Eugene Pinson is grateful for many things. In fact, he says he wouldn't know where to start when asked to share what brings him the most gratitude. Upon learning of the recognition by Orangeburg County Community of Character, he shared that he was preparing to celebrate his 92nd birthday. And that, alone, is reason to be grateful. He said, ‘I’m grateful for the good I’ve been given, the friends and family I have, and the fact that I’m still here.”
But he's also grateful for much more. His family and his life experiences provide a vast array of accounts from which to draw highlights of gratitude. And those who know him state that it is his gratitude that produces his caring and acts of generosity towards others.
Pinson has spent most of his life in music. He is well known for the contributions he has made teaching it and sharing his talents with others. He said his passion for music was inevitable. He is a tenor. His father was also a tenor and a former President of Morris College. He said his father was ‘musical and often performed with the college choirs’. Born in Sumter, S.C., Pinson graduated from, what is now, South Carolina State University in pre-medicine. And he served in the army several years as a medical technician during his college days. But music almost immediately became his focus and passion and he would go on to teach it at Claflin University, South Carolina State University and Voorhees College. Many of his voice students remain in touch with him and credit him for their successes. He says he still looks out for his students.
He humbly delights in sharing accounts of special events in his life. He says he was fortunate to have had the opportunity to appear in ‘Porgy and Bess’ as ”Sportin’ Life” when it premiered in 1970 in Charleston, S.C.. He fondly recalls how Ella Gerber, who was brought in as Director of the opera, came to meet him at his studio on campus. She would leave moved by his talent so much so that she asked him to join the ensemble. “I was granted a leave of absence from teaching at State by the governor.” The production would go on to receive national reviews and be experienced by over 35,000 audience members during the 16 performance run. And he, in turn, he would gain friends for life (several of whom he was able to reunite with in recent years at a return premiere in Charleston).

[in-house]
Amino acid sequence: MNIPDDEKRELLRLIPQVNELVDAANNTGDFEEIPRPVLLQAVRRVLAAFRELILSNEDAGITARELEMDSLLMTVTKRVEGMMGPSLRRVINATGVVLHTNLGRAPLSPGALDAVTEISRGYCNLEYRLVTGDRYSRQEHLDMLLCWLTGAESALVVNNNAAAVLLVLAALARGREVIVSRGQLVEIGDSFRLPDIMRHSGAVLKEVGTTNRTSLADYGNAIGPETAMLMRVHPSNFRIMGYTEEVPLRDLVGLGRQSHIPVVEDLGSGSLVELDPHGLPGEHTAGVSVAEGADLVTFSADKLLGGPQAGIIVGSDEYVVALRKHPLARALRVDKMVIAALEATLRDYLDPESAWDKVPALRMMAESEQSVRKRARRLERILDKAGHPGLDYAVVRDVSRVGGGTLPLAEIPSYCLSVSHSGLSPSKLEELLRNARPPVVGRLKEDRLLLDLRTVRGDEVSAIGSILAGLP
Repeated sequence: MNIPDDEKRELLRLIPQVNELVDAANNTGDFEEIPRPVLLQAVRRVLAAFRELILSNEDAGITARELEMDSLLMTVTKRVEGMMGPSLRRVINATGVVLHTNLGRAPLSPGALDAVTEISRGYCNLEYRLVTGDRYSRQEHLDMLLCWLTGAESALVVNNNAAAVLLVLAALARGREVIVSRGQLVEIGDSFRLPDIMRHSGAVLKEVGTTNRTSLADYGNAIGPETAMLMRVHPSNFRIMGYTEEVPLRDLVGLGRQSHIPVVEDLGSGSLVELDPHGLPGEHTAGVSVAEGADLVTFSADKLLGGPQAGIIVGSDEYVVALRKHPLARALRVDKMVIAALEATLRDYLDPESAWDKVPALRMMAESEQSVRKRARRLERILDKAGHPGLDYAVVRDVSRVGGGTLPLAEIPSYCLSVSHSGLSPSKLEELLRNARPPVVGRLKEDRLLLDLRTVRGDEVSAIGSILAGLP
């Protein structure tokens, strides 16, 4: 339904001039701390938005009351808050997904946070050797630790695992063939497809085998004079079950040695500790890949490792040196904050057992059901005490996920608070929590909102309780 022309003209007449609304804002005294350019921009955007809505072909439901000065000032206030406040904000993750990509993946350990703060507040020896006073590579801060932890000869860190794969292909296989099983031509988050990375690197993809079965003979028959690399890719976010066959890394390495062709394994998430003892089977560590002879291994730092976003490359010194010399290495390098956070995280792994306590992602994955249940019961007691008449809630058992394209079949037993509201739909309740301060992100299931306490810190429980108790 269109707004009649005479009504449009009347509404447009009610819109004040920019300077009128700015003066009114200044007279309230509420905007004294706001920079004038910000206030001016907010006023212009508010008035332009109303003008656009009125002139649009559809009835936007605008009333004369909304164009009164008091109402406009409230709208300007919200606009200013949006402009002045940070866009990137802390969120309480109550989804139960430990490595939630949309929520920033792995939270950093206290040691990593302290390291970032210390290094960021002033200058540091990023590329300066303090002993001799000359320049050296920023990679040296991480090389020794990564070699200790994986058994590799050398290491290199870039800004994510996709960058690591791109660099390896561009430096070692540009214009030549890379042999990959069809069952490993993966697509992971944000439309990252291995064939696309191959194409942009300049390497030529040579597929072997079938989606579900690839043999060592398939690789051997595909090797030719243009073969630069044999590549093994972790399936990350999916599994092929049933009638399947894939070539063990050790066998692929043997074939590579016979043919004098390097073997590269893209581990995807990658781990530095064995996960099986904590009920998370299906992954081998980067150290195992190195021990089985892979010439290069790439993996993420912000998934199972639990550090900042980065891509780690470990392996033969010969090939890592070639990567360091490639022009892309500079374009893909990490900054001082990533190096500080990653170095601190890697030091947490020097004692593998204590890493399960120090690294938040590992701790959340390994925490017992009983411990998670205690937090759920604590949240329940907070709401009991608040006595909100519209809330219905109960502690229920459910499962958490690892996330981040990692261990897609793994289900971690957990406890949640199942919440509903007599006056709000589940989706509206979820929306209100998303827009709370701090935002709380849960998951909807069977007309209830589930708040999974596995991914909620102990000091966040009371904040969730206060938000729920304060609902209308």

He says a lot has happened in his life for which he is thankful. He relishes the memories and time with his wife (now deceased), his children, his grandchildren and great-grandchildren. He keeps a special album full of memories captured through various photos and memorabilia. He says it captures so much of what he is grateful to have been given.
These days you will find him most content to be with family and that includes his church family and the family gained from places he has worked. He has had some health challenges and counts his ability to overcome some of those challenges as another reason to be thankful. He still shares his talent and he is known to, impromptu, sit down at the keys and start playing and break out in song. “You’ll never walk alone”; Ave Maria; and “Someone to watch over me” are some of his favorites. His gratitude is ever present and he will leave you with a smile.
He thanks Orangeburg County Community of Character for the recognition and states that it’s a wonderful thing when you can thank someone.
Retired educator and music artist honored for character trait of gratitude